I truly had no idea what I was in for. The closer the day of my flight to Uganda came the greater my concern for being emotionally and spiritually prepared for the journey I became. My concern was valid to say the least. On the flip side, I don’t believe one is ever fully prepared for what happens when you step off that plane and begin the process.
The first night in our hotel in Mbarara, I felt guilty for how nice it was. Our 5 hour bus ride from Entebbe proved to be gut wrenching. The closer we got to Mbarara the more devastation I saw. The darker the sky grew the more broken my heart became. I saw small children without clothing simply playing with rocks because that was all they had. A small child walking in the dark carrying pails of water to his family will shake you to your core. There was a very distinct moment when I realized those commercials I had seen on the TV for years were so real. They are not over dramatized.
As they saw our bus approach they stopped everything. I could see their smiles for miles. They are so beautiful and happy yet likely don’t know when or how their bellies will be full again. I’m already searching for ways I can truly help this community.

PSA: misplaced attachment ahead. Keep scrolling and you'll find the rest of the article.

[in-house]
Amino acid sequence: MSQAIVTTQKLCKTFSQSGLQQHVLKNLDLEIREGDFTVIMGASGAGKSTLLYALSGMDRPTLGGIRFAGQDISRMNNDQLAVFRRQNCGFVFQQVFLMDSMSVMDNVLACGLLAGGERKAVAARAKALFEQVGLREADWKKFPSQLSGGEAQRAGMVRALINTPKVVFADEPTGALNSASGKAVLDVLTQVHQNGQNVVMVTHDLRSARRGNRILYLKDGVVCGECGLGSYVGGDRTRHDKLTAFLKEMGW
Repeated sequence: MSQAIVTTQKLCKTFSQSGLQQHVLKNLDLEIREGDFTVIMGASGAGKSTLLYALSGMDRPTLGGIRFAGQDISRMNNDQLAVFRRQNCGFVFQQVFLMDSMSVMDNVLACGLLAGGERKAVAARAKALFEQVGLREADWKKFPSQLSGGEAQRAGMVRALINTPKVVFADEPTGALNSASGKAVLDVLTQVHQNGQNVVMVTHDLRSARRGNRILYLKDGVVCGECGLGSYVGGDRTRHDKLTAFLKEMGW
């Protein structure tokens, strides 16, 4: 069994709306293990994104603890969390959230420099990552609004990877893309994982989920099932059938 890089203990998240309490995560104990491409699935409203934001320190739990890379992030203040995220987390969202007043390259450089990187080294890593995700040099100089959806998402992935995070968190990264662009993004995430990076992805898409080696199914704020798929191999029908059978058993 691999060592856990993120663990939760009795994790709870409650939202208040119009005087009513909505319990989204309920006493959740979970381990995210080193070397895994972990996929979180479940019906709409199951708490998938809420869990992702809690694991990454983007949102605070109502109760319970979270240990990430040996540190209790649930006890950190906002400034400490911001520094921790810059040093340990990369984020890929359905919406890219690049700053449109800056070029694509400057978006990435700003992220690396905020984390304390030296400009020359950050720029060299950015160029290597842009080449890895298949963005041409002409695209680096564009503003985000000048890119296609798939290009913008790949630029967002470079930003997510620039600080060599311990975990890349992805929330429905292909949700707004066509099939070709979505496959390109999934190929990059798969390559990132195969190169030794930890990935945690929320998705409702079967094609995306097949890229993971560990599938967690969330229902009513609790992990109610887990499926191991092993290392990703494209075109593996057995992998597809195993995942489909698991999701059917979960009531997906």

On our first full day, we had the privilege to attend a church service unlike anything I’ve experienced. I’ve never felt the Holy Spirit as present as it was in that moment. The joy expressed to us, as total strangers, was overwhelming and welcomed. I wish the people in that church understood how much they showed us during such a short amount of time. I’m typically not excited about talking in front of large unfamiliar groups but I knew I had to give them my all as I was introduced. I had thought about what I wished to share. I thought about my testimony and ran through it over and over in my mind. I had every intention of sharing my story but I just couldn’t. I was so overcome with emotion when it was my turn I could barely get through a quick personal introduction without my voice quivering and fighting back the tears. During the service, a woman accepted Jesus as her savior. What a powerful moment to witness! I later saw her at a school we toured and I approached her. My intent was to pray for her but she seemed to be trying to avoid me but I was committed to acknowledging her in that moment. The closer I came to her I realized she has been through things I can’t imagine. She wore sunglasses to hide her missing left eye and terribly burned skin. I hugged her and simply told her how blessed our team was to witness her coming to Jesus today during the service. I saw a hint of a smile and she lowered her head and walked on.